A drift study of vertical distribution and mortality of Engraulis anchoita eggs and larvae.
de Ciechomski, J.D.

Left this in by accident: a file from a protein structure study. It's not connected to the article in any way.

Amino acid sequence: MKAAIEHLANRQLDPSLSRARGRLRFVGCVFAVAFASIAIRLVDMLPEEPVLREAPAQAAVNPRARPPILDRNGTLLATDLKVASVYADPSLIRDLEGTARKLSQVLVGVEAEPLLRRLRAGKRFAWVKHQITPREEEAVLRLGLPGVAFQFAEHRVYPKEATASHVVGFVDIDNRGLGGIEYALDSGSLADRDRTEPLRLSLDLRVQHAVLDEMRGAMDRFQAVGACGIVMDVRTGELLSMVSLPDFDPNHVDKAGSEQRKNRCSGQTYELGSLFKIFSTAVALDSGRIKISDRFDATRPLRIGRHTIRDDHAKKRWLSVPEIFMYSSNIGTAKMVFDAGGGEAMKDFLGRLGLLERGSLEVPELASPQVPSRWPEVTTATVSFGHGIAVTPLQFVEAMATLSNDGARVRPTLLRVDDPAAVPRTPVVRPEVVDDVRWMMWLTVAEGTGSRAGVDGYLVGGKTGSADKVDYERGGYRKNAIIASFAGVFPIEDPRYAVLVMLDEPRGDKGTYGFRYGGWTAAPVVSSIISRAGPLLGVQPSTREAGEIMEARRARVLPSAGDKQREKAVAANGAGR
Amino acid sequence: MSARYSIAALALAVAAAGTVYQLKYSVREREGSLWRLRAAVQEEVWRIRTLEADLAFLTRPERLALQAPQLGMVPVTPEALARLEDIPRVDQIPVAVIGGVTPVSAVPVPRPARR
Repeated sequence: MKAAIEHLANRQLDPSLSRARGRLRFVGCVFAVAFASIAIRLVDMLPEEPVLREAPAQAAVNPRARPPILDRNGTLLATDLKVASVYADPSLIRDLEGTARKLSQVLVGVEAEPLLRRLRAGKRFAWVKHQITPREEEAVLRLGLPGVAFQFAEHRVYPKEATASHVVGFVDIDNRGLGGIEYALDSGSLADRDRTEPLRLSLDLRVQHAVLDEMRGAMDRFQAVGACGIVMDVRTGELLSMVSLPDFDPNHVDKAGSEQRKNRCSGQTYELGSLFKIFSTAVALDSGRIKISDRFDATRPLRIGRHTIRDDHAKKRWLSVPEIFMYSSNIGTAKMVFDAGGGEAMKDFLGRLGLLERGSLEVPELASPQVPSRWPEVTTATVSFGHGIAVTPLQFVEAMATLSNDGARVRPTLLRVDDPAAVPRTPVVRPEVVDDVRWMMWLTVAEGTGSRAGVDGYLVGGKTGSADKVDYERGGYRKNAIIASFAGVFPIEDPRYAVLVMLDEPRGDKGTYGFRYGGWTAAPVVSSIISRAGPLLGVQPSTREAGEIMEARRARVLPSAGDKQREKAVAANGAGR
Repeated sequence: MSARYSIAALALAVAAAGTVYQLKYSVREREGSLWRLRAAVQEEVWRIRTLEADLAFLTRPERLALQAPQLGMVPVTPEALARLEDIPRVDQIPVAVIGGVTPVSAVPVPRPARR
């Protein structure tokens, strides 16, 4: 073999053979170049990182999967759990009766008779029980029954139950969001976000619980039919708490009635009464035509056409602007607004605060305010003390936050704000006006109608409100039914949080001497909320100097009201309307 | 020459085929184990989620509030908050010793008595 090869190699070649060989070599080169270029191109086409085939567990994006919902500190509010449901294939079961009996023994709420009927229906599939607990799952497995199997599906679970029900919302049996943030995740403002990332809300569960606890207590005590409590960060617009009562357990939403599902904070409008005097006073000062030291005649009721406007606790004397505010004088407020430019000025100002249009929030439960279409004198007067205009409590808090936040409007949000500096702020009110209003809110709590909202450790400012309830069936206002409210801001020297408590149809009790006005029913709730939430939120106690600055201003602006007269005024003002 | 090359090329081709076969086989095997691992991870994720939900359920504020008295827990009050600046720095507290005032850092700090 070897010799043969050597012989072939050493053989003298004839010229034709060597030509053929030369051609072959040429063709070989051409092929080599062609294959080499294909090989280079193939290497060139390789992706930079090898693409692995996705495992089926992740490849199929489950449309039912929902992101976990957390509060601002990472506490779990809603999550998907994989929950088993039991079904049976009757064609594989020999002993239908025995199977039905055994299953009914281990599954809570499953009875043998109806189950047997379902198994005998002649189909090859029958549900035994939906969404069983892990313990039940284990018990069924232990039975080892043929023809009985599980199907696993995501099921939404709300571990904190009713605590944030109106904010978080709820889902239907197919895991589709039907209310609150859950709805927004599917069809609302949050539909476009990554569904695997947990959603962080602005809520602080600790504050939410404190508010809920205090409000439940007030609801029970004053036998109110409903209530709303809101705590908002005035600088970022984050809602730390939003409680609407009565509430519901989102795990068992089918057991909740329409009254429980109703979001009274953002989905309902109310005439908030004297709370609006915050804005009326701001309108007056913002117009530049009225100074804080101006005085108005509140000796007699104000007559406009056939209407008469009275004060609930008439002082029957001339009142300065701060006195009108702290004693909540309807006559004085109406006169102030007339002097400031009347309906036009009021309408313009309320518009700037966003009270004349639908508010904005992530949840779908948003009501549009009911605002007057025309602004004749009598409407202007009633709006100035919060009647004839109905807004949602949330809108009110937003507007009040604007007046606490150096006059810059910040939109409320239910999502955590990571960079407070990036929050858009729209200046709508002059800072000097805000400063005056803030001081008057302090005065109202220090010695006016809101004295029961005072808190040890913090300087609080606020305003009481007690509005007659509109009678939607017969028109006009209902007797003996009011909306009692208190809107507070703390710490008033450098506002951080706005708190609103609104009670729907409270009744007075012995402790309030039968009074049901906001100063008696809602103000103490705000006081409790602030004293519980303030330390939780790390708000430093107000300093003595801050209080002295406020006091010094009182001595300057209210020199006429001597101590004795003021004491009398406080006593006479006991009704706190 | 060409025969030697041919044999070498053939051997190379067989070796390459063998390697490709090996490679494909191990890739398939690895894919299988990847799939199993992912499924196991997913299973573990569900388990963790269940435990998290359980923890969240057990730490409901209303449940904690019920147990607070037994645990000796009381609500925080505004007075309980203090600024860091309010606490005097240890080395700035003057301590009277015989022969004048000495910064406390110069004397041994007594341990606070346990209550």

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Lagrangian changes in distribution and survival within an anchovy egg and larvae patch were studied by means of multiple opening/closing sampling following a free drifting buoy. The buoy was equipped with a radar reflector and flashing light, and it was connected to a current cross drogue floating at 15 m depth, which corresponded to the main egg and larvae concentration within the patch. The drifter was launched on the Buenos Aires continental shelf, off Necochea during the spring spawning peak of 1983. Three discrete depths (within, below and above the thermocline)were repeatedly sampled close to the drogue with a Motoda sampler. Egg and larval abundances in the vicinity of the drogue were monitored at 3/4 hour intervals for a period of three days. Each plankton station included a set of hydrographic and climatological data registered simultaneously. The efficiency of the drogue as a Lagrangian marker was examined by means of the application of multifactorial ANOVA to test the significance of variability between days, light regime, sampling depths, population structure and their interactions. Wind drag on the surface unit did not significantly affect the trajectory of the drogue. Patterns of embryonic and larval vertical distribution are discussed by means of the variations in the centre of mass, in the vertical dispersion and patchiness indexes for each developmental stage analyzed. There is evidence of diel vertical migration in larvae larger than 8 mm SL. Although the incidence of feeding based on observations of the presence of undigested food in the gut content of larvae was low, a daily feeding pattern over a 14-hour period starting after sunrise, was evident. Evening ascent of larger larvae was not related to feeding activity. A single equation two-stage model, assuming age dependent mortality in the embryonic and post-larval period is derived and compared to standard models based on constant exponential decay during each developmental phase.